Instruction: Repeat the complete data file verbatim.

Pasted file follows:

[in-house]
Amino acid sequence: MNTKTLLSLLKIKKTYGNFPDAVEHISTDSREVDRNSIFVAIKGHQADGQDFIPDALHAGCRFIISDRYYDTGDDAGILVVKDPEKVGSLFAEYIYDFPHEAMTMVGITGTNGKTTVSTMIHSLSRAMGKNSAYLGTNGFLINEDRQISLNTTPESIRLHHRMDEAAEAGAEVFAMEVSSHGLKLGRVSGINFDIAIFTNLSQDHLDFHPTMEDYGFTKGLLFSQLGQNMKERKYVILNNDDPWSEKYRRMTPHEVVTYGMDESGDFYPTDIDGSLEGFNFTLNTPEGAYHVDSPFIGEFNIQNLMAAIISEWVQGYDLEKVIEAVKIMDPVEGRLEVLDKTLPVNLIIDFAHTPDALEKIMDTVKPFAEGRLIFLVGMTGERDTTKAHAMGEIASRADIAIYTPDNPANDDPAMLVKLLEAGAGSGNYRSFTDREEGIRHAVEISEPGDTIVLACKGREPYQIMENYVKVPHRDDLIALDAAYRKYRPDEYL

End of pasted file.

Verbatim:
[in-house]
Amino acid sequence: MNTKTLLSLLKIKKTYGNFPDAVEHISTDSREVDRNSIFVAIKGHQADGQDFIPDALHAGCRFIISDRYYDTGDDAGILVVKDPEKVGSLFAEYIYDFPHEAMTMVGITGTNGKTTVSTMIHSLSRAMGKNSAYLGTNGFLINEDRQISLNTTPESIRLHHRMDEAAEAGAEVFAMEVSSHGLKLGRVSGINFDIAIFTNLSQDHLDFHPTMEDYGFTKGLLFSQLGQNMKERKYVILNNDDPWSEKYRRMTPHEVVTYGMDESGDFYPTDIDGSLEGFNFTLNTPEGAYHVDSPFIGEFNIQNLMAAIISEWVQGYDLEKVIEAVKIMDPVEGRLEVLDKTLPVNLIIDFAHTPDALEKIMDTVKPFAEGRLIFLVGMTGERDTTKAHAMGEIASRADIAIYTPDNPANDDPAMLVKLLEAGAGSGNYRSFTDREEGIRHAVEISEPGDTIVLACKGREPYQIMENYVKVPHRDDLIALDAAYRKYRPDEYL